La Collection Lumiere

Celebrating Fine Arts in Dijon


After more than a decade of preparation, the Museum of Fine Arts in Dijon opened with great pomp and circumstance in September 2013.  The contents of the museum’s collections and the historical building housing them make the new institution an immediate member of the paramount museums in the country.  In order to have an awe inspiring grand opening, the event’s directors commissioned the remarkable talent of Parisian photographer Clement Briend.

Briend created a breath-taking exhibition called “La Collection Lumiere”, (“Light Collection”).  Clement’s artistic medium mixes projection art with photography.  He develops large-scale projections, which are then granted a fascinating degree of dimension by their unique canvasses – treetops.  Nighttime displays present glowing images filled with the layered living backgrounds of illuminated branches and leaves.

La Collection Lumiere featured images taken from the Renaissance collections within the museum.  Ancient statues and paintings were revisited and reinvented by Briend as his projection imagery created ethereal sculptures upon the foliage.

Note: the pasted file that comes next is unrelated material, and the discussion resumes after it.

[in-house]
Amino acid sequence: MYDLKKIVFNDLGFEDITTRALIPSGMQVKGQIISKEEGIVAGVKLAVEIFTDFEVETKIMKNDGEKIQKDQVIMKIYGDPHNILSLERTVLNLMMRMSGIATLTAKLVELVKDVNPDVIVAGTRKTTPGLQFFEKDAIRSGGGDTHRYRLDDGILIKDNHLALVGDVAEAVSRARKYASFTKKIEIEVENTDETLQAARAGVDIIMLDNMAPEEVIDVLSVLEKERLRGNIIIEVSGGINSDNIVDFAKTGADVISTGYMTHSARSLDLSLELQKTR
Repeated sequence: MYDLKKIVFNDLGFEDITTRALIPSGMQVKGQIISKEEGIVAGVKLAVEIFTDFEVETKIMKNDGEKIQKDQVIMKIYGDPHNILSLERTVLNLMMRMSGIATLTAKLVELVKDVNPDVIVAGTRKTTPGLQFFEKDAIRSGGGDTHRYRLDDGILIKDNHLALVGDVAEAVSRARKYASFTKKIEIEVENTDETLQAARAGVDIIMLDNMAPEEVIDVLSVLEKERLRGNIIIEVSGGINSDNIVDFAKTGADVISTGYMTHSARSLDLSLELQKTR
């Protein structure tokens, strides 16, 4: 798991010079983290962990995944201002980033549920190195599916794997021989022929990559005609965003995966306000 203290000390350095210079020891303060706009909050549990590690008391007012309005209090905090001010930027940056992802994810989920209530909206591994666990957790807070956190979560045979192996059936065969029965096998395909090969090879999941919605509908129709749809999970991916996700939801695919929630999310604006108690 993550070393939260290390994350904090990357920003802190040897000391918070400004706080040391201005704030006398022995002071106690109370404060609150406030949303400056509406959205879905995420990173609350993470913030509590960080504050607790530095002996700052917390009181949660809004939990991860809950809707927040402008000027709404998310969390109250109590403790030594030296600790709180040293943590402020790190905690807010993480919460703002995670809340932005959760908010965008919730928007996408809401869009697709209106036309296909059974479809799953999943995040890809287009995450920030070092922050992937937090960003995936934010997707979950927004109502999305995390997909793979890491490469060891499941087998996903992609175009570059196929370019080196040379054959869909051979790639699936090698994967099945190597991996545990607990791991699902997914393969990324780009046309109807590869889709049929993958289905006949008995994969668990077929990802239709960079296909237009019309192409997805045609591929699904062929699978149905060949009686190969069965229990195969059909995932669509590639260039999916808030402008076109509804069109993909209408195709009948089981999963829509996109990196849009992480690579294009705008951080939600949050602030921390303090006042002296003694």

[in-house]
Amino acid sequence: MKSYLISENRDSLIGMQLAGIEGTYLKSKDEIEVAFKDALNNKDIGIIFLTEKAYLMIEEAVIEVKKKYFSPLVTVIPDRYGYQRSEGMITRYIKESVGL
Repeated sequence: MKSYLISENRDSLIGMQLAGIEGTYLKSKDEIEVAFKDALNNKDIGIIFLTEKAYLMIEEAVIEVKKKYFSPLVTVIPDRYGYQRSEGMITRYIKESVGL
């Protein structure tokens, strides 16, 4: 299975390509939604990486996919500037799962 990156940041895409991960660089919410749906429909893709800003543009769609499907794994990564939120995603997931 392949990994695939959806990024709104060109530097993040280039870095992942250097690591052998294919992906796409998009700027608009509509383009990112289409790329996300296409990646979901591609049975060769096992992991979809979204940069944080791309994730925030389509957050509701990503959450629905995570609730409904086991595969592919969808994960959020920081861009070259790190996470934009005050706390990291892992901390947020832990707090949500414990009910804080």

The textures of tree trunks and old stone walls make these works of art even more interesting than their original form.


Dijon was a fine example of how great art can be brought directly to the streets with work such as Briend’s.


Briend’s projections are a unique form of sculpture because of their seemingly three dimensional appearance.


When seeing these classical pieces presented in this way, it is easy to see how this art and technology could bring exquisite art to the cityscapes of the future.


In this captured moment from Briend’s magnificent exhibition, it is difficult to determine where the art ends and the architecture begins.


Ethereal images displayed upon trees could reinvent the presence of art in urban landscapes.